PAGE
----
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The History of Commercials: A Voiceover Voyage

By Alan Shires. Published Aug 23, 2023.
Filed Under: Commercials

The History of Commercials - How It Evolved

When we flick through channels on our TVs or scroll down our YouTube feeds, we're often met with a barrage of advertisements. For voice actors, commercials represent an opportunity to showcase talent, versatility, and the power of the spoken word. But how did we get here? Let's embark on a melodious journey through the history of commercials and voiceover, especially for those aspiring to find their voice in the ad world.

Our story begins in the early 20th century. Silent films reigned supreme, and visual storytelling was paramount. But with the invention of the 'talkies', a revolution took place. As films found their voice, so did advertisements. The earliest voiceovers had a distinct theatrical flair - imagine a deep, resonant voice announcing, "Introducing the latest in automotive luxury!" Yes, they were a tad dramatic, but remember, this was the era of grand gestures.

Commercial History - The Rise of the Hard Sell

Enter the 1960s and 1970s: a time of big hair, even bigger collars, and the biggest sales pitches you've ever heard. This was the era of the 'hard sell'. Voiceovers became louder and more urgent. If you've ever heard an old commercial practically screaming at you to buy something, you're familiar with this style. Think of phrases like "Act now!" or "Limited time offer!" - voiced with such intensity that you'd fear missing out.

A classic example? The infamously used car commercials. Picture a voice actor, with gusto, shouting about "Low, low prices!" and "Deals you can't refuse!" It was the era where subtlety took a backseat, and voice actors were all about that punch.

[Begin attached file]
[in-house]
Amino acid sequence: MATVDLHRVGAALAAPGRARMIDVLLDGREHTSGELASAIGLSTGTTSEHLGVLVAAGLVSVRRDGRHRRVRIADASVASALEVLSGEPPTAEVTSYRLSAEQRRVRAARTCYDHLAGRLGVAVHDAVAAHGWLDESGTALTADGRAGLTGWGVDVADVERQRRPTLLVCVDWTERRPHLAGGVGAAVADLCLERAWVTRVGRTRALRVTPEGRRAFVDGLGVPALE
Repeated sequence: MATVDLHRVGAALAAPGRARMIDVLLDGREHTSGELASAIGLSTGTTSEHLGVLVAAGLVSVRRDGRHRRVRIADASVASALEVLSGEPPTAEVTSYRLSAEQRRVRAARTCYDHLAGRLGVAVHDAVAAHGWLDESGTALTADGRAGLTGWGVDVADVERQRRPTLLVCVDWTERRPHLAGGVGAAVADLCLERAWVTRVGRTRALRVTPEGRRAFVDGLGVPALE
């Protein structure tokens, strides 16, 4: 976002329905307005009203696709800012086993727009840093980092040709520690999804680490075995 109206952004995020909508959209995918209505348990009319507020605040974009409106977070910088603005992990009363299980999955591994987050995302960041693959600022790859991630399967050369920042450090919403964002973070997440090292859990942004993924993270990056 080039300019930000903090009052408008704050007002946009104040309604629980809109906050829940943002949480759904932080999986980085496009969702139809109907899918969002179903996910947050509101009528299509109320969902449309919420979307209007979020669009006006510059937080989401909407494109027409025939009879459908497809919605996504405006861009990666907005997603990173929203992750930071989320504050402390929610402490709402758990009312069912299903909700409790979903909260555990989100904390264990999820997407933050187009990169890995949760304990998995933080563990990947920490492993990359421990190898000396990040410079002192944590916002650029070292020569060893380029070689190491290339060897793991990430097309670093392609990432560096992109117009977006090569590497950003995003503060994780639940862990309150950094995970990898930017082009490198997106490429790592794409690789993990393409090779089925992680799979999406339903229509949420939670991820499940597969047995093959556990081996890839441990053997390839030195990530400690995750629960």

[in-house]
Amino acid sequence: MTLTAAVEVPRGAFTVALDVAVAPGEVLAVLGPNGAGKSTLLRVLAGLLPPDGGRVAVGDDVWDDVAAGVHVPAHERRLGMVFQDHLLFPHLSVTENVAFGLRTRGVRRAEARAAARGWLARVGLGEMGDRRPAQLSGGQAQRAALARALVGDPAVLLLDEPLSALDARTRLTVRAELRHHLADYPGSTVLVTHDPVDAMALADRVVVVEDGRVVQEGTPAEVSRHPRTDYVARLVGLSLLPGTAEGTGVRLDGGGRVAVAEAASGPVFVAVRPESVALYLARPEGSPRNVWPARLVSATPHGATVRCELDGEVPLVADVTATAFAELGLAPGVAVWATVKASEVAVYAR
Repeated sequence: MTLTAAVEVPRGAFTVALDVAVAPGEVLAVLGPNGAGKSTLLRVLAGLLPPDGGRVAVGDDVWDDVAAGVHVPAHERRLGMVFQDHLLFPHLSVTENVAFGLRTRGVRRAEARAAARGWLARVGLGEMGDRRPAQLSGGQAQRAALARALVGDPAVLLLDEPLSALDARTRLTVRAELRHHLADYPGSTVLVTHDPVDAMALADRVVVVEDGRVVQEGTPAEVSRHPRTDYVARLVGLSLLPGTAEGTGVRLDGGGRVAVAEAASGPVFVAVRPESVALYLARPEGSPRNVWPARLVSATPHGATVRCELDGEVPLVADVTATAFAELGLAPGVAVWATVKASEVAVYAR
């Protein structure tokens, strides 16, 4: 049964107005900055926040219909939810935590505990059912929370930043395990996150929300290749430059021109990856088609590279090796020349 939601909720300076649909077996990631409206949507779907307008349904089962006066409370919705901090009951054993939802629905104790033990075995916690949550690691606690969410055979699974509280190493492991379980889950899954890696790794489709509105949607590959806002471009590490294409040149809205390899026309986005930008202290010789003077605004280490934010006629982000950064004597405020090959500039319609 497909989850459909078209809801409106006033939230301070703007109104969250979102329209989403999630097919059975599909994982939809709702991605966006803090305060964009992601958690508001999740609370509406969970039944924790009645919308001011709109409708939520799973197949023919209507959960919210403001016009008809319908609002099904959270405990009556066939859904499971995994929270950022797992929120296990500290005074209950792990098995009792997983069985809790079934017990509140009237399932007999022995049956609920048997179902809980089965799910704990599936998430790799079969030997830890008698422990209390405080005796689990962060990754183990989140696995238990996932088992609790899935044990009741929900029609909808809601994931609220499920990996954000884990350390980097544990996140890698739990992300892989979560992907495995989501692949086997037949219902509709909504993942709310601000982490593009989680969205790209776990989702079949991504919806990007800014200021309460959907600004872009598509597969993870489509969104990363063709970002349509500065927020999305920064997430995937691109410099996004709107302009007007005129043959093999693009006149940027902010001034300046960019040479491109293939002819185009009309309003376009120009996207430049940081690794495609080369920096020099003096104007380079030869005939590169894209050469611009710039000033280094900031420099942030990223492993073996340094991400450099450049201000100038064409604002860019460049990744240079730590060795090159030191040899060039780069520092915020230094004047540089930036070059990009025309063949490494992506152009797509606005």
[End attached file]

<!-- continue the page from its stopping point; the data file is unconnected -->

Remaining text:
A Shift to the Soft Sell in Commercials

However, as with all things in history, trends change. The 90s ushered in a new era for voiceover in commercials. Gone were the days of shouting at audiences to buy a product. Instead, the approach became more personal, and more intimate.

This 'soft sell' technique was characterized by its understated, conversational tone. Instead of feeling like someone was selling you a product, it felt like a friend was recommending it. A prime example? Think of Apple's iconic "Think Different" campaign. The voiceover, delivered by Richard Dreyfuss (though many believe it to be Steve Jobs), was calm, reassuring, and utterly relatable. There was no shouting, no urgency – just a simple, compelling narrative.

Modern-Day Commercials

Fast forward to today, and the trend towards natural and conversational commercials continues to grow. Modern audiences are savvy; they don't want to be 'sold' to. They want authenticity, a genuine connection. The modern voice actor understands this, employing a tone that's more akin to chatting over coffee than presenting a sales pitch. Brands like Dove, with their "Real Beauty" campaigns, perfectly encapsulate this shift. The voiceovers in these commercials speak to the viewer, not at them, creating an inclusive and inviting narrative.

For those of you looking to make a mark in commercial voiceovers, the message is clear: Be real. Ditch the over-the-top theatricality and focus on genuine, authentic delivery. Today's audiences want to connect, to feel understood. Your voice could be the bridge that fosters that connection. In a world filled with noise, a conversational tone stands out. It's not about being the loudest in the room but being the most memorable, And sometimes, a soft, genuine whisper can be more impactful than the loudest shout.

The History of Commercials Summed Up

The history of commercials and voiceovers offers a fascinating look into the evolving tastes and preferences of audiences. From theatrical beginnings to the hard sell and now, the era of conversation, one thing remains constant: the power of the human voice. As voice actors, it's our privilege to wield this power, to tell stories, and to connect with audiences worldwide. So, whether you're a seasoned pro or just starting out, remember: it's not about selling a product; it's about telling a story. In that process, your voice is invaluable.

Side note: If you ever feel the urge to shout about low, low prices – maybe save it for a throwback Thursday post.

The History of Commercials by Alan Shires

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